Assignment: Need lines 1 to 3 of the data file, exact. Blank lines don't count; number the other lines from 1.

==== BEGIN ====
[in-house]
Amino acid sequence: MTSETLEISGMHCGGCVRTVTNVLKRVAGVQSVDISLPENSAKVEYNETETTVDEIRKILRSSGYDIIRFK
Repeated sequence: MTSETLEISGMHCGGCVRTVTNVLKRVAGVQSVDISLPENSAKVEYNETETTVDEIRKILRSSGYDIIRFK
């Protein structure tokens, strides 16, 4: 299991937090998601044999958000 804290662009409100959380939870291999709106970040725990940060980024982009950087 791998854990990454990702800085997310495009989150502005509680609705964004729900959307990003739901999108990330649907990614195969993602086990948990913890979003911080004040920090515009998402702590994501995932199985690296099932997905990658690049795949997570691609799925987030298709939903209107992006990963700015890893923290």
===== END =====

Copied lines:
[in-house]
Amino acid sequence: MTSETLEISGMHCGGCVRTVTNVLKRVAGVQSVDISLPENSAKVEYNETETTVDEIRKILRSSGYDIIRFK
Repeated sequence: MTSETLEISGMHCGGCVRTVTNVLKRVAGVQSVDISLPENSAKVEYNETETTVDEIRKILRSSGYDIIRFK